Just before the celebration of the 70th anniversary of D-Day, the Senate approved legislation that would add the famous D-Day prayer to the World War II Memorial in Washington. On Thursday, June 5, 2014, the day before the celebration of the event, the Senate approved the World War II Memorial Prayer Act of 2013 (S. 1044). The bill would direct the Department of the Interior (DoI) to install a plaque or inscription near the World War II Memorial on the National Mall in the nation's capital city.
The inscription would include the words of the prayer that President Franklin Roosevelt gave over the radio on June 6, 1944, the morning of the Allied invasion of Normandy in France during World War II. No federal funds could be used for installing the inscription, however; proponents would have to raise the money privately. But DoI would be responsible for designing, building and installing the inscription.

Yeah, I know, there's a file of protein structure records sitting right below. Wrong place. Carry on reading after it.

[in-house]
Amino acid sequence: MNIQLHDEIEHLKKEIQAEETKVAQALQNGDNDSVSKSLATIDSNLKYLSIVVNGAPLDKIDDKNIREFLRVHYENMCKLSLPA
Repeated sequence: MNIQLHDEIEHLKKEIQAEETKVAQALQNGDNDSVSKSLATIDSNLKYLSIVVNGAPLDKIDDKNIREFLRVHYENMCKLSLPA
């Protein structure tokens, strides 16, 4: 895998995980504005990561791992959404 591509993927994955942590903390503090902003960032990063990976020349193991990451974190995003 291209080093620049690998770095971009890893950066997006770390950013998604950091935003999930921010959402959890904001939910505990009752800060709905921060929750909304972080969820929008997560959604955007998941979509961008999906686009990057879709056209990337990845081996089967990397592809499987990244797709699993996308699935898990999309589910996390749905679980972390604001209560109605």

The Senate Committee on Natural Resources approved the bill last November. It was placed on the Senate Legislative Calendar on March 31. But the Senate waited until its last session before the D-Day Anniversary to vote on it. The bill went through on unanimous consent.
A companion bill was reported on May 29 by the House Committee on Natural Resources. The bill has not been officially reported to the House for a vote, though. Similar legislation failed to clear the last Congress. The Congressional Budget Office says the bill should not cost the federal government a significant amount of money.
Roosevelt prayed that the men fighting in France would defeat the enemy and return safely to their families. He asked the American public to continue support for the war.
Despite the lack of objections in Congress, the measure is not without controversy. The National Capital Memorial Advisory Commission and the American Battle Monuments Commission objected on the grounds that the current design for the memorial was carefully developed and should not be tinkered with. The bill also makes an end run around the normal review process for memorials, sidestepping input from the Commission on Fine Arts and the National Capital Planning Commission.